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History & Ecology of Fire in the Monument – Friday Night Talk
November 10 @ 6:00 pmFree
Join the dynamic and knowledgeable Rich Fairbanks as he shares the history and ecology of fire in the Cascade-Siskiyou National Monument.
He will discuss both modern and indigenous management practices, informed by his own personal experience and consultation from indigenous people who gave him permission to share. He also will take us on an historic journey through the Klamathon and Oregon Gulch fires within the Monument and introduce us to the response of plants to fire and how to recognize fire scars. Through his lecture, we will learn enough about fire behavior to understand how fire has shaped the Monument in big ways and the need for more funding to be directed toward the proper protection and stewardship of its resources.
Rich Fairbanks has a wealth of knowledge and interesting stories through his work with the U.S. Forest Service for 32 years in fire management, planning, and silviculture. He held various positions in the organization, including Interagency Hotshot Crew Foreman, Division Supervisor and ID Team leader for the Biscuit Fire Recovery Project. For five years, he also worked for The California Fire Program of the Wilderness Society. Rich has a degree in forestry and holds a Master’s degree in planning. He currently owns a small forest management company. He and his wife live in the mixed conifer forest of the Applegate where they do a considerable amount of under burning.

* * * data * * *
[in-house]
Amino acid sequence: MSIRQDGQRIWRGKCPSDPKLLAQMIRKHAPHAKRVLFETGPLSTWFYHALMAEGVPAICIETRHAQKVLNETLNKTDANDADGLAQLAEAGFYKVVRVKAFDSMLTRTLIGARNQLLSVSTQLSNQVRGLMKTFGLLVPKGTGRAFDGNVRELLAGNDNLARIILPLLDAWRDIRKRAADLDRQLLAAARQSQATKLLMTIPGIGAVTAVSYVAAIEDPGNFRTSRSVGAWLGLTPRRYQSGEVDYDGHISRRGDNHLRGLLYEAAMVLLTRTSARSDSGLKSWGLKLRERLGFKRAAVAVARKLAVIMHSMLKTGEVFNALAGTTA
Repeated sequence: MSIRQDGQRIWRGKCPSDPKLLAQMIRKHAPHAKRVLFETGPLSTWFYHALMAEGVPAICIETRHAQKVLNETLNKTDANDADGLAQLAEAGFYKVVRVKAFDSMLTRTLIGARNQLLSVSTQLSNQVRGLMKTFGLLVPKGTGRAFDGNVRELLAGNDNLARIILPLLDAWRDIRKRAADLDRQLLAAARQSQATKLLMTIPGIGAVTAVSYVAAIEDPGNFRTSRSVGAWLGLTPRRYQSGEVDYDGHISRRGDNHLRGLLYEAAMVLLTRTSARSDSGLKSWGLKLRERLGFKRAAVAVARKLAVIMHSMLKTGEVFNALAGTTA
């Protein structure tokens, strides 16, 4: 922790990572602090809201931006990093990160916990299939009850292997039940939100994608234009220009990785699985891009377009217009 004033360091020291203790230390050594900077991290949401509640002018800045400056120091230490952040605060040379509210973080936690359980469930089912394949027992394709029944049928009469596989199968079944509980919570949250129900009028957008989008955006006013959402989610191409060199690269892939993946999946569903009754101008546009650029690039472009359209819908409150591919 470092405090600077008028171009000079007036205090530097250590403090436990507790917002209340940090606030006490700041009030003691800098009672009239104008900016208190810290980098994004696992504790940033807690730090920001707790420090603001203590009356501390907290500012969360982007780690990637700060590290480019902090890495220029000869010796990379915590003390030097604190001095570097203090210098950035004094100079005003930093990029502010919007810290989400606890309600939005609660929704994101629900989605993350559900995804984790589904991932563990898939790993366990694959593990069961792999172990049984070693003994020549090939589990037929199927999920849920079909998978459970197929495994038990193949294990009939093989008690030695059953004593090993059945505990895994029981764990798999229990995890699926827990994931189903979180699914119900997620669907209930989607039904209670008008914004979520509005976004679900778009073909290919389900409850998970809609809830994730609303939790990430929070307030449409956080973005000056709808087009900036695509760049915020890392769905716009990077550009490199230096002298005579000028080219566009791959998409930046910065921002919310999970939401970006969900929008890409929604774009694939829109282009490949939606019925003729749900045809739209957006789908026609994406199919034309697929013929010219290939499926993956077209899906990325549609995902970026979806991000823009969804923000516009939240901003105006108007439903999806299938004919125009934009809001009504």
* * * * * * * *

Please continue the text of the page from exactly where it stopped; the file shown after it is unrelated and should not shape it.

The Friday Hike and Learn sessions will take place in the Ashland Food Co-op Community Classroom at 300 N. Pioneer in Ashland from 6 to 7:30 p.m. The classroom is one block toward downtown from the grocery store on North First Street.
Friends of the Cascade-Siskiyou National Monument is a nonprofit organization, and our mission is to support the protection, restoration and conservation of the monument through service, advocacy, and education. Our Hike and Learn programs are designed to introduce the public to different topics and locations within the Monument. Hike and Learns are co-created with local scientists, historians, artists, students, and more.